Income Statement – Explained + Examples

An income statement is a financial statement that shows a company’s revenue, expenses, and net income over a specific period of time.

Revenue is the amount of money a company earns from the sale of its products or services, while expenses are the costs incurred in the process of generating revenue.

The income statement typically begins with revenue at the top and subtracts various expenses, such as the cost of goods sold, salaries and wages, rent, and marketing expenses, to arrive at the net income or profit for the period.

The purpose of the income statement is to provide investors and other stakeholders with an overview of the company’s financial performance over the period covered by the statement. This information can be used to assess the company’s profitability, growth prospects, and overall financial health.

In addition to the basic income statement, companies may also provide additional information such as earnings per share (EPS) and gross profit margin, which can provide further insights into the company’s financial performance. The income statement is one of the three primary financial statements used by investors and analysts to evaluate a company, along with the balance sheet and cash flow statement.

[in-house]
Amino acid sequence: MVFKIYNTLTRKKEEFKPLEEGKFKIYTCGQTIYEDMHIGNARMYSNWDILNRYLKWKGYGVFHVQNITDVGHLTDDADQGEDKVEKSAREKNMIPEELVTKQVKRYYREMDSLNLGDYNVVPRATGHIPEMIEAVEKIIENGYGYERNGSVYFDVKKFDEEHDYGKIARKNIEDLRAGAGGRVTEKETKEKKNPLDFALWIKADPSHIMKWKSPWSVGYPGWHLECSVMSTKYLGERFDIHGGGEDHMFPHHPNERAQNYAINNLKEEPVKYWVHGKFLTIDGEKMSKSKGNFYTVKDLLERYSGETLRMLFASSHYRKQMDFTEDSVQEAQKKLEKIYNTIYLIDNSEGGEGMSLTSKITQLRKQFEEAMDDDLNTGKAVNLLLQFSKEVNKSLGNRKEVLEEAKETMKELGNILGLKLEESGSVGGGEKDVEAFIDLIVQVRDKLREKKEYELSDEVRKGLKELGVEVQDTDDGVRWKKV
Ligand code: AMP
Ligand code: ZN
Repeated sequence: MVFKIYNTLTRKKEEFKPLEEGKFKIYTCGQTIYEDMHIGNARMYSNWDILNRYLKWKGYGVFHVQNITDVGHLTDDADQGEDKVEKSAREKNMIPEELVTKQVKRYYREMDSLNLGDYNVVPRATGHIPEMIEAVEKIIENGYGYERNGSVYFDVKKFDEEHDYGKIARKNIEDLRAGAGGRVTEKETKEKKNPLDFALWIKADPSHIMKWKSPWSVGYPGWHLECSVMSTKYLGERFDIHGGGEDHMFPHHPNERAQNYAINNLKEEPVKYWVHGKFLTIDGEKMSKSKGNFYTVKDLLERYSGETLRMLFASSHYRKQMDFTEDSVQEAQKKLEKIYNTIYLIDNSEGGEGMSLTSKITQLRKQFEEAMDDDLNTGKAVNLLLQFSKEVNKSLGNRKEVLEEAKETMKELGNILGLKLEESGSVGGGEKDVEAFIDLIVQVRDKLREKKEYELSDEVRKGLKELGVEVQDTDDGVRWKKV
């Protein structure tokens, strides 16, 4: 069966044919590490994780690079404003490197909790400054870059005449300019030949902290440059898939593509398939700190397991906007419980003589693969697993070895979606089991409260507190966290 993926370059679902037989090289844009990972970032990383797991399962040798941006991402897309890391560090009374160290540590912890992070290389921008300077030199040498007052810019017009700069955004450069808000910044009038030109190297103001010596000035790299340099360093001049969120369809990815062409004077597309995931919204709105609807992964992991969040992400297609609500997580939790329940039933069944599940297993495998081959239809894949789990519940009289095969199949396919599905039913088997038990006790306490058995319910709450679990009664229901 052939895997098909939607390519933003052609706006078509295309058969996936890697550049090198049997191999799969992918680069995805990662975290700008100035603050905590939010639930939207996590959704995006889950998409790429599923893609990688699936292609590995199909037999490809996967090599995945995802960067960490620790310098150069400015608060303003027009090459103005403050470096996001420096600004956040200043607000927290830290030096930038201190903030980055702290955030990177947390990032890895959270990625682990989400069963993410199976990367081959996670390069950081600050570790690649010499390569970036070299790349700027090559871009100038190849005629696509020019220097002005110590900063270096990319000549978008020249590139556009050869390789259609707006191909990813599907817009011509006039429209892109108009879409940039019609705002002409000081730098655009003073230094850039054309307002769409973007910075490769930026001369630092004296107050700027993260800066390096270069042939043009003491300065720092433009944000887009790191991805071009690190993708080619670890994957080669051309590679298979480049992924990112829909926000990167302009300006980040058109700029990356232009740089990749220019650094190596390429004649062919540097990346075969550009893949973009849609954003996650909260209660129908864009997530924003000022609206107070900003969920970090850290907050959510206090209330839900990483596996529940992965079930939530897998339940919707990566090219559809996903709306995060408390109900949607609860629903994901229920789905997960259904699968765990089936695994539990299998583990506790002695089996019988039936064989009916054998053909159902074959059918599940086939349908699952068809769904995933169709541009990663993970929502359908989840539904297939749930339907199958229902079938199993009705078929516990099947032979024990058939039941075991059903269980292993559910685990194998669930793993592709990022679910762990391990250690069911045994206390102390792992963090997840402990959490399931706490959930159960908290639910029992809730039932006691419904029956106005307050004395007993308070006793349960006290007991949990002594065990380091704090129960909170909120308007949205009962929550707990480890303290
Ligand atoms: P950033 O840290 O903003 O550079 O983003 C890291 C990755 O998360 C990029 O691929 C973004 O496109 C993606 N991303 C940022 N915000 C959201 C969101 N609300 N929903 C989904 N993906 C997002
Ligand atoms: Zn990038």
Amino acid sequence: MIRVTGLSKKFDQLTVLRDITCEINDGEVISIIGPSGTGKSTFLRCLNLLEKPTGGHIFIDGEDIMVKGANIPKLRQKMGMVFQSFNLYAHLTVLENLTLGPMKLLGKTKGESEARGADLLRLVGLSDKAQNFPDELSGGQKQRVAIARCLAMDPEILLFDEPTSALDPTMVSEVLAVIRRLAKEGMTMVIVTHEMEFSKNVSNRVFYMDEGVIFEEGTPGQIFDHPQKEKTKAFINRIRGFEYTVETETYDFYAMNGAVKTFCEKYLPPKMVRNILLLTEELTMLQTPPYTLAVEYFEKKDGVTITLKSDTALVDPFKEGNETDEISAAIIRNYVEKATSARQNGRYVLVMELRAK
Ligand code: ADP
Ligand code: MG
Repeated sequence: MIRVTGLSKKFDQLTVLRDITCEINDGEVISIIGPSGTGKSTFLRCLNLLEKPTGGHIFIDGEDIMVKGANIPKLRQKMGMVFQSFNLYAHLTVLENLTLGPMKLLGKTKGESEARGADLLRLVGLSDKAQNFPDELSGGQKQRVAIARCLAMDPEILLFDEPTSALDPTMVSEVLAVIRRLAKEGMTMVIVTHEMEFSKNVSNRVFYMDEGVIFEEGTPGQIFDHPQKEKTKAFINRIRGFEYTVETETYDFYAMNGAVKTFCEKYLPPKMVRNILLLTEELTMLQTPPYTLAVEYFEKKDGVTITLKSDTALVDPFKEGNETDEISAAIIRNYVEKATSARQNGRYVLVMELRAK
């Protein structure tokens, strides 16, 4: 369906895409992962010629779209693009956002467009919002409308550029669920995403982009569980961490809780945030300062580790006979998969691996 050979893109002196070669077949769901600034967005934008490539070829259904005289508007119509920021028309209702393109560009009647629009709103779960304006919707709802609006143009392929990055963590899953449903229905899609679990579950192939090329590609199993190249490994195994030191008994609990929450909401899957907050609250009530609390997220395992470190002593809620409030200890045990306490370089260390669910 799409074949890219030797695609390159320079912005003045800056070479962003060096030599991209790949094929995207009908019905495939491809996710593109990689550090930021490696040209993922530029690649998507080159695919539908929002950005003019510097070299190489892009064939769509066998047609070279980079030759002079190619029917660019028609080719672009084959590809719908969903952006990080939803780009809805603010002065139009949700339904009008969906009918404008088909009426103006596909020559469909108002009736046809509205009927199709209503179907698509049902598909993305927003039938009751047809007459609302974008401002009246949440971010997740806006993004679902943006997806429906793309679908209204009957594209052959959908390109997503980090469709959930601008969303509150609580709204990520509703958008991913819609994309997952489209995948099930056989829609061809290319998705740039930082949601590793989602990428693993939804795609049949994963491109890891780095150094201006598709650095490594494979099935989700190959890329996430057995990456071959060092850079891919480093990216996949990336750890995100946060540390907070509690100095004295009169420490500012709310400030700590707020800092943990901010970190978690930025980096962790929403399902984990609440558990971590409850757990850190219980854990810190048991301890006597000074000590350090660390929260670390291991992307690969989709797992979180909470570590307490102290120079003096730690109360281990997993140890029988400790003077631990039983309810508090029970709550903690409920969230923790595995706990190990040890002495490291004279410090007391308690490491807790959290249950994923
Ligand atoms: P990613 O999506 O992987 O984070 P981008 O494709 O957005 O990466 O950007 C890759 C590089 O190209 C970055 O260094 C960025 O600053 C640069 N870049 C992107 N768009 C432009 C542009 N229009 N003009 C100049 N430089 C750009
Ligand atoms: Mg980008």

Some examples of how income statements work in practice:

  • A small business owner might create an income statement to track the financial performance of their company. They could list their revenue from sales of products or services, and subtract expenses such as rent, salaries, and supplies to determine the net income for the month or quarter.
  • An investor might use the income statement of a publicly traded company to evaluate their investment. For example, if a company’s revenue has been growing steadily over the past several quarters and their expenses have remained relatively stable, it may indicate a strong financial performance and potential for future growth.
  • A nonprofit organization might create an income statement to track their revenue from donations and grants, and their expenses such as salaries and program costs. This can help them to ensure that they are operating within their budget and meeting their financial goals.
  • A publicly traded company might issue an earnings report that includes an income statement, as well as additional financial metrics such as earnings per share and gross profit margin. This information can be used by investors to compare the company’s financial performance to other companies in the same industry.
  • A bank might use an income statement to evaluate a loan application from a small business owner. By reviewing the company’s revenue and expenses, the bank can determine whether the business is likely to be able to repay the loan.

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